Driven by equity markets, DB plans recover in Q2. But can it last?

July?2, 2020

Canada, Toronto

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The Mercer Pension Health Index, which represents the solvency ratio of a hypothetical defined benefit (DB) pension plan, increased from 93?per?cent at the end of March to 101?per?cent at the end of June. The median solvency ratio of the pension plans of Mercer clients was at 91?per?cent on June?30th, up from 84?per?cent on?March?31st.

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During the second quarter, funded positions of DB plans recovered slightly less than half the losses they incurred in the first quarter. The improvement was fueled by double-digit second quarter returns across all equity markets, but restrained by declines in long bond yields which boosted liabilities.

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“While the last few months have been painful, most defined benefit plans have emerged from the depths of the crisis in reasonably strong shape,” said Manuel?Monteiro, Partner and Leader of Mercer Canada’s Financial Strategy Group. Measured across the backdrop of the 20+?years since January?1,?2000, funded positions have been higher than they are today, less than 30% of?the?time.

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Businesses that are struggling with the economic effects of the pandemic will be thankful that they will generally not face near-term increases in DB?pension contributions. Many plan sponsors will be filing year-end 2019 valuations, which will allow them to defer any funding increases until 2023. Further, the lowering or elimination of solvency funding in provinces such as Ontario, Quebec and British Columbia will dampen the size of contribution increases that do occur if funded positions do not recover over the next few?years.

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While economic activity continues to be deeply affected by the pandemic, equity markets are now only down slightly since the beginning of the year, and seemingly pricing in a “v-shaped” recovery. Conversely, long-term bond yields continue to test new lows suggesting a future of low economic growth and tepid inflation.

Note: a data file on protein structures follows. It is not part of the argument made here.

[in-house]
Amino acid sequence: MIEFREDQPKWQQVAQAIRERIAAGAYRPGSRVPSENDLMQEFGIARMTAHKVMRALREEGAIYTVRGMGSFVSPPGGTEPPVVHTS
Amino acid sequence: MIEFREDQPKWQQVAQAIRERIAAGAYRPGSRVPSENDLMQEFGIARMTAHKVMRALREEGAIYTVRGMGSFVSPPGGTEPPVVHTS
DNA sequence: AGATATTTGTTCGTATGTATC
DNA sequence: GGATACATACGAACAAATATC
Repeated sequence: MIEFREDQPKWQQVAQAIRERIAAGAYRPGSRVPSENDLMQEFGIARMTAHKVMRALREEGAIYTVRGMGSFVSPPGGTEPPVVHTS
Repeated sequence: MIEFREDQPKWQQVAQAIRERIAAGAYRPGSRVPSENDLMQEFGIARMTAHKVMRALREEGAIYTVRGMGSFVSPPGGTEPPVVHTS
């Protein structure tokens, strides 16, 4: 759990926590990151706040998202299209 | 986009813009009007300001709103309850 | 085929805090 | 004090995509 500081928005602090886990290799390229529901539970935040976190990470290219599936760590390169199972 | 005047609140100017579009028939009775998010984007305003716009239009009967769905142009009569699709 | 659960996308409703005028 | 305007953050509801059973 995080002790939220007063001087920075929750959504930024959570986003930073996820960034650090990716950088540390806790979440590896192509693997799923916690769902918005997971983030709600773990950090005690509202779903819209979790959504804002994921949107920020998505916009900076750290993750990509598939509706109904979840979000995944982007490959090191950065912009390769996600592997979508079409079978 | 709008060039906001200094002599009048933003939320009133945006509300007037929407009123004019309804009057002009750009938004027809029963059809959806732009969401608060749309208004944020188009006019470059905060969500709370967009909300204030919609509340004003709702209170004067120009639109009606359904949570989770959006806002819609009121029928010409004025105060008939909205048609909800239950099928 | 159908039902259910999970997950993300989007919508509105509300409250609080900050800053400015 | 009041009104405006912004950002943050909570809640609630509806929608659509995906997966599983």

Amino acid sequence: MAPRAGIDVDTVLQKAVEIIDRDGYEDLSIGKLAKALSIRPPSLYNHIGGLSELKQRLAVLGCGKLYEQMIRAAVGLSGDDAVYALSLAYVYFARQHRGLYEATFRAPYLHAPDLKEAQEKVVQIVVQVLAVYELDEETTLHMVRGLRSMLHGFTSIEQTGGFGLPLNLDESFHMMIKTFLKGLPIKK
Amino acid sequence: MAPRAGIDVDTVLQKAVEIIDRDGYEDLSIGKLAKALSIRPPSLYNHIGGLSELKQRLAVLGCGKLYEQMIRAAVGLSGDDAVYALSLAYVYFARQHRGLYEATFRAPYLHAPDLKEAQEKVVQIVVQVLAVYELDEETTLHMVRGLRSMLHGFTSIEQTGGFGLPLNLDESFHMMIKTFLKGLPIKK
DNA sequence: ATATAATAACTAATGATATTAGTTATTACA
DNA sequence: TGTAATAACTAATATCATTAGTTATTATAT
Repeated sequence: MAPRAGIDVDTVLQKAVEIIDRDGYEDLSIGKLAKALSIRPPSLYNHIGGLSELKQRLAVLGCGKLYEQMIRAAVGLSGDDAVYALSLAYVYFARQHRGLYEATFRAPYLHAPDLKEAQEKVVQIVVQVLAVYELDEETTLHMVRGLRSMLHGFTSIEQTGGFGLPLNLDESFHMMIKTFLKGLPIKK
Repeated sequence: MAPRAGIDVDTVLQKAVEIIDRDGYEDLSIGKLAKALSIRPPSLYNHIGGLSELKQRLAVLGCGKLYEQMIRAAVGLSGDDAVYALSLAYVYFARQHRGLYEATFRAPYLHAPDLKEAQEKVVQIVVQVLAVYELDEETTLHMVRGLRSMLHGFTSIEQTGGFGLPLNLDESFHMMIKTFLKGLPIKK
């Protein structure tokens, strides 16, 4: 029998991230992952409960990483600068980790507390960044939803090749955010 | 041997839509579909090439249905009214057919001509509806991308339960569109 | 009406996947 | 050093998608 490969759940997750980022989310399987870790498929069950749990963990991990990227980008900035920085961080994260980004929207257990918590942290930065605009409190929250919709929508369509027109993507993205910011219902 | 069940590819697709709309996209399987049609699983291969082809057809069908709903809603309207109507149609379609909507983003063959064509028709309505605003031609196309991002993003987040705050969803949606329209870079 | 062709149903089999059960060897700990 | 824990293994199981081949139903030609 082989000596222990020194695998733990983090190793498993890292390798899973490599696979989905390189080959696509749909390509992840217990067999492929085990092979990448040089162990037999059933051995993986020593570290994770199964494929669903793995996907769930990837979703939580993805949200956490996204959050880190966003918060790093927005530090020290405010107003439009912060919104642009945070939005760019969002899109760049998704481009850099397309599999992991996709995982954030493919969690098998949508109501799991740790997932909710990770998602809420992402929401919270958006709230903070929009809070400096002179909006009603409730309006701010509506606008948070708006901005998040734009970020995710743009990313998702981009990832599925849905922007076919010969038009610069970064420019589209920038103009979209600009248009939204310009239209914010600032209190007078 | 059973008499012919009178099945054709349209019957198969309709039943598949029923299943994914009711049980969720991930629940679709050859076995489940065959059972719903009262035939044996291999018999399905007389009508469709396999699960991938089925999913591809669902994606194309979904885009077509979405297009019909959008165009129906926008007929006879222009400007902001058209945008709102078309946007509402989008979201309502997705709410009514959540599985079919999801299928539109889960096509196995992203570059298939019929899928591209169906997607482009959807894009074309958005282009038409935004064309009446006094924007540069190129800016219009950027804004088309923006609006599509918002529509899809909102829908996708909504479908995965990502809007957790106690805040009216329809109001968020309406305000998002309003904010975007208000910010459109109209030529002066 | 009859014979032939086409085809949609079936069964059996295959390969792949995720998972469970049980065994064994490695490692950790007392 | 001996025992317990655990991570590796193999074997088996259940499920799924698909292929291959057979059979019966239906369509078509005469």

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“The risks for DB?plans loom large,” said Monteiro. “Equity markets have gotten ahead of the real economy, and seem highly vulnerable to any disappointing news regarding the strength of economic recovery, the stubborn persistence of the virus, or the development of an effective?vaccine.”

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Closed and frozen plans that remain well funded should strongly consider taking risk off the table, through increased allocations to defensive assets, diversification away from equities, annuity transactions, or even merging into jointly-sponsored pension plans that have opened their doors to private sector?employers.

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Plans with long time horizons have a difficult road ahead of them. Given the paltry yields on bonds, they have to remain significantly invested in growth assets in order to remain affordable. However, large allocations to growth assets will make them more susceptible to market volatility. The challenge will be to strike a balance that best meets the objectives of the employers and plan members. Realistic contribution rates, risk-sharing design features, broad diversification across asset classes, and selecting the right investment managers will become even more important going?forward.

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From an investment standpoint

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A typical balanced pension portfolio would have posted an exceptionally strong return of 13.0 per?cent during the second quarter of 2020 as equity markets rebounded and bond yields?fell.

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The Canadian equity market outperformed all developed markets in Canadian dollar terms in the second quarter. The S&P/TSX Composite Index returned 17.0 per?cent. Ten out of eleven sectors posted positive returns with Information Technology leading the?way.

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Fueled by declining yields, long-term bonds generated a double-digit quarterly return. Real return bonds and universe bonds also had strong returns (6.2?per?cent and 5.9?per?cent, respectively).